Holland Island, Maryland: Lost to erosion: Slide Show: The last house on Holland Island, a large Chesapeake Bay island that was reduced to one house by erosion, recently toppled over. The island gradually succumbed to nature and is now completely submerged by water during high tide. Washington Post

Lost Colony, North CarolinaOne man’s quest:  Sam Sumner retired as a schoolteacher, left his Hawaii home and recently moved to North Carolina, all for the purpose of solving the mystery of the Lost Colony.The answer lies not in Buxton where experts and amateur sleuths have searched for decades, he says, but at Mackay Island National Wildlife Refuge in Currituck County, a site that leaves experts skeptical.  Virginian Pilot

Norway: Archaeologist find unique town site: Archaeologists discovered a mini-Pompeii-type site while digging in the headland formed by the Topdalselva River and the North Sea near southern Norway.  Under three feet of sand, they found a settlement that has been undisturbed for 5,500 years.  The Norwegian settlement was likely built by people of the Funnel Beaker Culture — a late Neolithic culture that thrived in northern Europe and Scandinavia between 4,000 B.C. and 2,400 B.C.  Aolnews

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DHR News Clips, Sept 28

September 28, 2010

Greetings,

I am hoping to get back on track with regular postings of news stories from around Virginia and beyond pertaining to preservation, history, and related topics. Meanwhile here are some items of interest from September. –Randy Jones

News from DHR:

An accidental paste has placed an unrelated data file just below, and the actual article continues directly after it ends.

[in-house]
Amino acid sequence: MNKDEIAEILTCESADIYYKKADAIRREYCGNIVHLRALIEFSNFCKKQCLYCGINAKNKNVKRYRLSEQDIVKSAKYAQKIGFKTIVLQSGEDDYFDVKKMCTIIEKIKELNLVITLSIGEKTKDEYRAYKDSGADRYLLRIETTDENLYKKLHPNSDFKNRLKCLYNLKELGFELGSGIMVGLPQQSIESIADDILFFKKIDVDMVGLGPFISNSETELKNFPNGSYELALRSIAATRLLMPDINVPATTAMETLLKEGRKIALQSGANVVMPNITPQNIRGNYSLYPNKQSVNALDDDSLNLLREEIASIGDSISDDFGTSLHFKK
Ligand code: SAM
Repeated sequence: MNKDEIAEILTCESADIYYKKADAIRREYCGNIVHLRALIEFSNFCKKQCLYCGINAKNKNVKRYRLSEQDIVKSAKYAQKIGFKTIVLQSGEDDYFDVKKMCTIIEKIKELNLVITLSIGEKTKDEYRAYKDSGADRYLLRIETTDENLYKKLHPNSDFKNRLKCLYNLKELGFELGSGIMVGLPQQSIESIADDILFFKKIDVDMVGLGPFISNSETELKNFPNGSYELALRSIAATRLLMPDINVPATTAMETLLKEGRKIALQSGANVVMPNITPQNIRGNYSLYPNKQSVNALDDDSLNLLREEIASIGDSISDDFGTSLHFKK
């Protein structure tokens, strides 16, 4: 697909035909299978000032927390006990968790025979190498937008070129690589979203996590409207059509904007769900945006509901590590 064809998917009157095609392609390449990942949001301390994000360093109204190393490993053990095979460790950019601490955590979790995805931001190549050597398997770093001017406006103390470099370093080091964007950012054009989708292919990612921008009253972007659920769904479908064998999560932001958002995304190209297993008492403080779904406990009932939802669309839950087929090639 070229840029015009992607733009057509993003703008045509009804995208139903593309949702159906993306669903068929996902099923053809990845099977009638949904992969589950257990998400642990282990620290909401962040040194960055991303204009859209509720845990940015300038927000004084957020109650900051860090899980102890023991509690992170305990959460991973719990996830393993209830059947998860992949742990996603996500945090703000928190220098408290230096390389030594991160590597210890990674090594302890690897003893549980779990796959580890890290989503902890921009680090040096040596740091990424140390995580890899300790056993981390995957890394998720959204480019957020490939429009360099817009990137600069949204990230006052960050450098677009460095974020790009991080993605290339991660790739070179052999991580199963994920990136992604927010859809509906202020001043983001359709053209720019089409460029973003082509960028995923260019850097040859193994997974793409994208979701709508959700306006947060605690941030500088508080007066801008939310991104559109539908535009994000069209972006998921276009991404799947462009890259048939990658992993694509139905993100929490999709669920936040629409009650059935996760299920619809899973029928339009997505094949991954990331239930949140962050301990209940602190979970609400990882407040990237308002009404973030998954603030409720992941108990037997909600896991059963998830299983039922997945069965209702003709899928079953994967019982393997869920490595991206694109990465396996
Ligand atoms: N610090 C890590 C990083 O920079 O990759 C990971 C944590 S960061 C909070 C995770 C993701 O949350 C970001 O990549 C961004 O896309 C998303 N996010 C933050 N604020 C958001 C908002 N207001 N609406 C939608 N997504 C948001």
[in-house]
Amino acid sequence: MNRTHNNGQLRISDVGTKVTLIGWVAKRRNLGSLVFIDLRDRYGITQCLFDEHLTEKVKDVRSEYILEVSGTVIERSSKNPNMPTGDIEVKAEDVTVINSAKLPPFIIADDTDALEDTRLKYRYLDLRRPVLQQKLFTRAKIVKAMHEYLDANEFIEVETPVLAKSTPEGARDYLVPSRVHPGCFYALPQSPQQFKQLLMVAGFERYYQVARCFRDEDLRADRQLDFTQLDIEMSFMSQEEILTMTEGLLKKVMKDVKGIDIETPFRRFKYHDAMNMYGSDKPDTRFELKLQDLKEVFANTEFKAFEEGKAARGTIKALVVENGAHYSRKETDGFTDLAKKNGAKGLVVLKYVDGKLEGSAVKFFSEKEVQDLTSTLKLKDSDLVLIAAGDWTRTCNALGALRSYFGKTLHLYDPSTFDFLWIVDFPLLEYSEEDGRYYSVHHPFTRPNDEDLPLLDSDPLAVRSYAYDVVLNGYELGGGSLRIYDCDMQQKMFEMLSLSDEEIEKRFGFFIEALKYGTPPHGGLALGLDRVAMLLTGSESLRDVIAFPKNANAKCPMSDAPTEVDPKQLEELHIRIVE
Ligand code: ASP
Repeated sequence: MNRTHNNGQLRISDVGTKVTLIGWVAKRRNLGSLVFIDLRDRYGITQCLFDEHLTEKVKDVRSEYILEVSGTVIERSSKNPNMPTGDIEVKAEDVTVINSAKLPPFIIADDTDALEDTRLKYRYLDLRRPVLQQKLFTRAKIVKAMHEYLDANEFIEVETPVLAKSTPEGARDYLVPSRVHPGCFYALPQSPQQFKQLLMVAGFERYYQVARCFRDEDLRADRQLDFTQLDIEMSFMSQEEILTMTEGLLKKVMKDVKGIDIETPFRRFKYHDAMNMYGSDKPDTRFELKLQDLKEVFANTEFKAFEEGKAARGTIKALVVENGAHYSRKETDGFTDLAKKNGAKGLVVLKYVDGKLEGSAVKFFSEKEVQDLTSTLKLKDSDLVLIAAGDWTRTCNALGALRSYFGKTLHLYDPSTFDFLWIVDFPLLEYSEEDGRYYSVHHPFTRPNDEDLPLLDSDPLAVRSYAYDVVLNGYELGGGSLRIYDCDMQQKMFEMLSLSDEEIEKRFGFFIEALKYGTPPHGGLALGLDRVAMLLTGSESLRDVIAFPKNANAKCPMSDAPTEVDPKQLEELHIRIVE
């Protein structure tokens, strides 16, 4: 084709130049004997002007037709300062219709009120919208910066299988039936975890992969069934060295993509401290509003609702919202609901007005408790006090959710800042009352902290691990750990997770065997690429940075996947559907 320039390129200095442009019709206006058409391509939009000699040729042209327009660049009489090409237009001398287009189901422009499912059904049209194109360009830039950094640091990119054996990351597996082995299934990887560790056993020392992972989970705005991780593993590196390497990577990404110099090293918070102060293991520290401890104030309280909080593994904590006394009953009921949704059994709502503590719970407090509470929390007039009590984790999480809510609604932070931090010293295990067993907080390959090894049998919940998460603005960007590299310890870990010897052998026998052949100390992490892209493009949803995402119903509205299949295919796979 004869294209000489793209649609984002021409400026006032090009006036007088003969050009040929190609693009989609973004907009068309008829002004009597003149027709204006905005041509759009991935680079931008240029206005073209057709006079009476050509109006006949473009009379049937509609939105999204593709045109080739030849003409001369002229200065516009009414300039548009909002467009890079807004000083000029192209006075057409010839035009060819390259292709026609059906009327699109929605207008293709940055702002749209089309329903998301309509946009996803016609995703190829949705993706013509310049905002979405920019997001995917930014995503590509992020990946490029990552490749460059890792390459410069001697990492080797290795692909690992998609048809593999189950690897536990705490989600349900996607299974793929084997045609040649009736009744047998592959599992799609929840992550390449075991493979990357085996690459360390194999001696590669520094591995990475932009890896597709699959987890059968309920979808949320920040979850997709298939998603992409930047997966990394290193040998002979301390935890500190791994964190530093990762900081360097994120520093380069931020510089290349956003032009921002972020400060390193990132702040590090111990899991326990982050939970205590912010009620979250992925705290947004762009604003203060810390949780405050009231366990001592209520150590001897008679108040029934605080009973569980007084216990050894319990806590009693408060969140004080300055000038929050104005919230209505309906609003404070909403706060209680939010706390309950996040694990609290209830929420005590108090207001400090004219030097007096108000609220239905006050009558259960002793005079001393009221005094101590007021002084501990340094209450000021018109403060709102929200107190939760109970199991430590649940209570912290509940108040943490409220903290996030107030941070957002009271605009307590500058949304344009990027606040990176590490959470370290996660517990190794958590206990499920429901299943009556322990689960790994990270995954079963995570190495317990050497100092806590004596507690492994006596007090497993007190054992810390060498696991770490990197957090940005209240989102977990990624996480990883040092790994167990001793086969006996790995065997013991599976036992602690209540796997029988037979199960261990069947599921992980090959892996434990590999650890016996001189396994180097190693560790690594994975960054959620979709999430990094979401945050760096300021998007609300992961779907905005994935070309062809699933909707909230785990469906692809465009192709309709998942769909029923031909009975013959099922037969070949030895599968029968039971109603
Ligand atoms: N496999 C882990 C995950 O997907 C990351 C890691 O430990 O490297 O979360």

Virginia’s Historic Cemeteries:  A dedicated group of DHR personnel has been providing two-day workshops focusing on various topics and stewardship issues associated with historic cemeteries.  Interest in the workshops has spurred DHR to create a new blog, “Historic Cemeteries in Virginia.”  The blog will focus on forthcoming events and other news related to historic cemeteries.  DHR’s next cemetery workshop will be presented, in partnership with Preservation Virginia, in Abingdon during November 5-6.  More details about that workshop will be forthcoming.

Around Virginia:

Gov. McDonnell: Addresses Civil War conference:  Speaking at Virginia’s second annual conference on the Civil War sesquicentennial, Gov. McDonnell promised that next April his proclamation on the beginning of the war in Virginia will more carefully examine the full scope of the nation’s bloodiest conflict. “It will remember all Virginians–free and enslaved; Union and Confederate.  It will be written for all Virginians,” he said.  Free Lance-Star (Text of Governor’s full remarks here)

Tidewater & Eastern Shore:

Fort Monroe, Hampton: NPS supports park unit: The National Park Service supports establishing a park unit at Fort Monroe after the Army vacates the historic post next year, according to a letter sent this week to Virginia’s senior U.S. senator, Jim Webb.  It also calls for protection of the fort’s historic assets and a stronger plan to present parts of its history to the public.  The park service’s primary interest is in 65 acres enclosed by the stone fort and circled by another 35 acres outside the moat.  Virginian-Pilot

Fort Monroe: Developer visits fort to see potential redevelopment:  Hal Fairbanks was at Fort Monroe last week to see the historic properties that the Army will vacate next September and to identify any ripe for investment.  HRI Properties is also working as the master developer of a military base in New Orleans, the Naval Support Activity base, that is closing down under the BRAC.  Daily Press